KANSAS CITY, Mo. — Student loan payments resumed for millions of Americans in October.
To help Kansas City-area families with the financial burden, United Way of Greater Kansas City launched a partnership with Savi, an online platform that helps streamline the entire repayment process and recommends individualized payment plans for borrowers.
“They are literally made-up numbers to me,” Renee Rivera said. “I’ll probably never see that much money on top of my paycheck in my life, like we don’t even make that in a year.”
Rivera is forced to do life a little differently these days. Her family is down to the bare necessities since loan repayments resumed.
An extra $1,300 payment is now expected each month until Rivera chips all the way to the bottom of her $150,000 student loan debt.
“It’s impossible right now to make that big of a payment when you know my salary hasn’t gone up but the price of everything else has,” Rivera said.
Higher education was non-negotiable as a first-generation college graduate. Rivera hoped as an educator for a Title I school, some of her loans would be forgiven. But, sadly, that reality was not part of the lesson plan.
“They put so many barriers in the way of actually getting to that, that you never get that,” Rivera said.
Unfortunately, Rivera’s story is just one of thousands in the Kansas City metro. United Way of Greater Kansas City hopes its new partnership with Savi will help alleviate some of the financial burden families face.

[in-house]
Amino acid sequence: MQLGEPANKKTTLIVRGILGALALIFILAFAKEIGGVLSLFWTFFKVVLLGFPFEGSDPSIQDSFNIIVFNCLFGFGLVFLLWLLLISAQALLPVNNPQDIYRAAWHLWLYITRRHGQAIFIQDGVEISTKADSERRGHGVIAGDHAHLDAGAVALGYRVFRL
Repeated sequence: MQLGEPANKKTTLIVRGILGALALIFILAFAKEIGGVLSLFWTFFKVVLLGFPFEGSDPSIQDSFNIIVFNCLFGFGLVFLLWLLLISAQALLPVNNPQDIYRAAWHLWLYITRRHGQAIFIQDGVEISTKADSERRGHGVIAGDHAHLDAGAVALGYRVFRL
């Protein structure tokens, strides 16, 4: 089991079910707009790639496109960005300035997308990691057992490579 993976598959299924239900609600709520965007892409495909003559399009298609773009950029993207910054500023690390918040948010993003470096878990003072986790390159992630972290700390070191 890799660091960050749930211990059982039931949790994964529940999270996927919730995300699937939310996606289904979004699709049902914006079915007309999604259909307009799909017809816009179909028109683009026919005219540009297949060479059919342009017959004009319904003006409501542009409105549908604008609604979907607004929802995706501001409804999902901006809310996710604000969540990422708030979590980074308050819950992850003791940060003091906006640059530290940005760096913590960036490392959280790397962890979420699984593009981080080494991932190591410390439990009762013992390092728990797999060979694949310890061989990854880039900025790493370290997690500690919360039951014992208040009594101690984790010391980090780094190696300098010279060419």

“More than $1.6 trillion of debt for Americans, and we know that that’s about $35,000 for every single person who has taken out a student loan in their lifetime,” said Kera Mashek with United Way of Greater Kansas City.
Over the next year, access to all services will be free of charge for anyone living in the metro. Savi users typically save about $150 a month toward their repayment, according to the company.
“You have to enter your information in one time and not 100 times on all of the various paperwork that you do, and they’ll submit it directly to the Department of Education for you,” Mashek said.
Rivera is especially looking forward to her one-on-one virtual consultation with a financial expert. While the program is not a fix-all, it has at least given her a sense of direction.
“Right now, it just feels debilitating with any sort of student loan and being able to plan for the future,” Rivera said. “It came at a very good time.”